Ruth Lucas, Lucas Vineyards
Ruth Lucas (center) alongside daughters Ruthie (L) and Stephanie (R). Photo provided.
A woman founded the first winery on Cayuga Lake. Ruth Lucas moved to the area with her family in 1973 with her husband and kids and began planting. “I just fell in love with the farm and the grapes,” she reminisces. The work was not without its challenges. “It took a while for people to realize that New York state could make some really nice wines,” says Ruth, who opened the Lucas Vineyards tasting room following the Farm Winery Act. She’s also a founding member of the Cayuga Lake Wine Trail, established three years later. Today, she runs the business with her daughters, Ruthie and Stephanie. Her son-in-law, Jeff, is the winemaker. “It’s good to be in it with family.”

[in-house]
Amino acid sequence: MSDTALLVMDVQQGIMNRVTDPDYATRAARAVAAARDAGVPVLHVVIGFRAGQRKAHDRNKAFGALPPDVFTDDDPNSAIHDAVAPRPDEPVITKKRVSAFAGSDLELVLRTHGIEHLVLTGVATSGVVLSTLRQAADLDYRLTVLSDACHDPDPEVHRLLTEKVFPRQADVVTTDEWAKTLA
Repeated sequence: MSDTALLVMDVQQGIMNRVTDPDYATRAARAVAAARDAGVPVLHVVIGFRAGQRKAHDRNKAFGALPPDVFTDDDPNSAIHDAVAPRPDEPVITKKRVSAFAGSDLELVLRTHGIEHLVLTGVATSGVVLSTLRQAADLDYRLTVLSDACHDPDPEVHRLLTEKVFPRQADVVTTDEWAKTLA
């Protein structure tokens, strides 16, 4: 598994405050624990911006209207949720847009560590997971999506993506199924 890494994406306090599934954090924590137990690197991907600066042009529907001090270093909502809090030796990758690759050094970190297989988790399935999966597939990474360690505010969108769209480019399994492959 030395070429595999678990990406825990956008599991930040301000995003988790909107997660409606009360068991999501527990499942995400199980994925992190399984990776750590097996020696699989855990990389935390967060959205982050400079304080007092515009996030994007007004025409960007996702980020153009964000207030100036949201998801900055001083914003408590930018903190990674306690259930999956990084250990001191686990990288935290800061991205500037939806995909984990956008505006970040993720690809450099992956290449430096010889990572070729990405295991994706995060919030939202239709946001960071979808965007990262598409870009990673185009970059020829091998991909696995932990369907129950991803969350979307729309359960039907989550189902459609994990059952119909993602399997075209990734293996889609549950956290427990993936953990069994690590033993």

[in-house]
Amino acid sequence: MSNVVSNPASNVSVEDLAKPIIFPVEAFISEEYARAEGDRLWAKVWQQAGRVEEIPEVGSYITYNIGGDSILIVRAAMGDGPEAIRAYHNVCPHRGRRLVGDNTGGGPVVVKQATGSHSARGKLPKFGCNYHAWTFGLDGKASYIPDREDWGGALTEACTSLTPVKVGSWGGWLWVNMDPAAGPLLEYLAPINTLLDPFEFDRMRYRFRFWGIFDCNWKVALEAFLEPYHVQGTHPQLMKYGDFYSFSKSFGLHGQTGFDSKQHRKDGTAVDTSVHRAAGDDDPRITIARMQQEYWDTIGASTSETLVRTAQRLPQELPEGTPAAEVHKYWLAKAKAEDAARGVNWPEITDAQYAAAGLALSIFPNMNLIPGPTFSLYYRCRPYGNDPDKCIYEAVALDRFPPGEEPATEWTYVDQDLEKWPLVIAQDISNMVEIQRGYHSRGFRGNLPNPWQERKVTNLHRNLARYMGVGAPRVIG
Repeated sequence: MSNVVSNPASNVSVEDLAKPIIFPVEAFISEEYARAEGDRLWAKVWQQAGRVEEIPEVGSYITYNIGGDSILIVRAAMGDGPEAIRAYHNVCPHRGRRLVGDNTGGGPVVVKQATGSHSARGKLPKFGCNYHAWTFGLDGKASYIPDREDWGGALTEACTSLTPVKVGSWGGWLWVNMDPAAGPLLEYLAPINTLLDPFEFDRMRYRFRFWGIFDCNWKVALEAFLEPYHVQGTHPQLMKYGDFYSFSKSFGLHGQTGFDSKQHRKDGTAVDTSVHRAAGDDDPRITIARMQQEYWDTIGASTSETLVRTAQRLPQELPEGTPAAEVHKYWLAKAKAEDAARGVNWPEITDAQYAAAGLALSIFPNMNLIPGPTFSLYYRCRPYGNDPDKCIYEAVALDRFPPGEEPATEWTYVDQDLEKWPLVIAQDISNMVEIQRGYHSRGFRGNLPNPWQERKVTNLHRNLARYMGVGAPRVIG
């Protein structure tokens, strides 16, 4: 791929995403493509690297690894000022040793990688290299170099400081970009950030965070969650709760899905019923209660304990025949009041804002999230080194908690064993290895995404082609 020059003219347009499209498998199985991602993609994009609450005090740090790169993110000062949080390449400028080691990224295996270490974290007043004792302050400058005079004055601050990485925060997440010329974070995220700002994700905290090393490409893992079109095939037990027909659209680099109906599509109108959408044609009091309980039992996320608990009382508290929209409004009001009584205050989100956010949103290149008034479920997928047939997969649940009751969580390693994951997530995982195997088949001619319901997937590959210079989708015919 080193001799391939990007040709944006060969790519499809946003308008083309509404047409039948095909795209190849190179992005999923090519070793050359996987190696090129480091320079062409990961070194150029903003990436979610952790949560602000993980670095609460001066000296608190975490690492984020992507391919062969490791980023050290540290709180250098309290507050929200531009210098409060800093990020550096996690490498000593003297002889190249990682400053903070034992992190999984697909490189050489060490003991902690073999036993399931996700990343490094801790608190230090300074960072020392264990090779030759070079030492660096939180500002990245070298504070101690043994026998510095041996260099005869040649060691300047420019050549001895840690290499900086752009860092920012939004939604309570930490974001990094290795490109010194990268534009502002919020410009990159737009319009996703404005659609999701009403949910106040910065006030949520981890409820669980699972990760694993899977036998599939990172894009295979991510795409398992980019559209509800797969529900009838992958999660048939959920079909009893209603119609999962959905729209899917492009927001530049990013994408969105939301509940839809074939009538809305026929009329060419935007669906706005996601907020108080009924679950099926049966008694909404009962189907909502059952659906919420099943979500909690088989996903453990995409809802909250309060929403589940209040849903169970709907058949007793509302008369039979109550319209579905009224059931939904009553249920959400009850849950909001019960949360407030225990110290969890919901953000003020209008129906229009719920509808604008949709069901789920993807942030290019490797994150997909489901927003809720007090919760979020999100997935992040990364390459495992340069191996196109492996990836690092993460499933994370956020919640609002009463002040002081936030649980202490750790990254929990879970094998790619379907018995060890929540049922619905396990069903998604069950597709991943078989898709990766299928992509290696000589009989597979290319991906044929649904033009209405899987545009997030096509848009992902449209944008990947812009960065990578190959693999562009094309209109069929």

Erica Paliocelli, Three Brothers Wineries and Estates
Erica Paliocelli didn’t plan to stay more than fifteen minutes at Three Brothers Wineries and Estates. Fifteen years later, she’s worked from the first official employee to COO, president, and co-partner. Erica’s success is linked to the culture of curiosity and creativity she has fostered over the years. In the face of adversity, Erica provides a steady presence, as seen throughout the pandemic and following the 2021 fire that destroyed Bagg Dare, one of the three wineries on the property. Most recently, her efforts to better the industry were honored when Erica was named a 2022 Woman of Distinction by New York State Senator Pam Helming.
Ashlee Weis, Weis Vineyards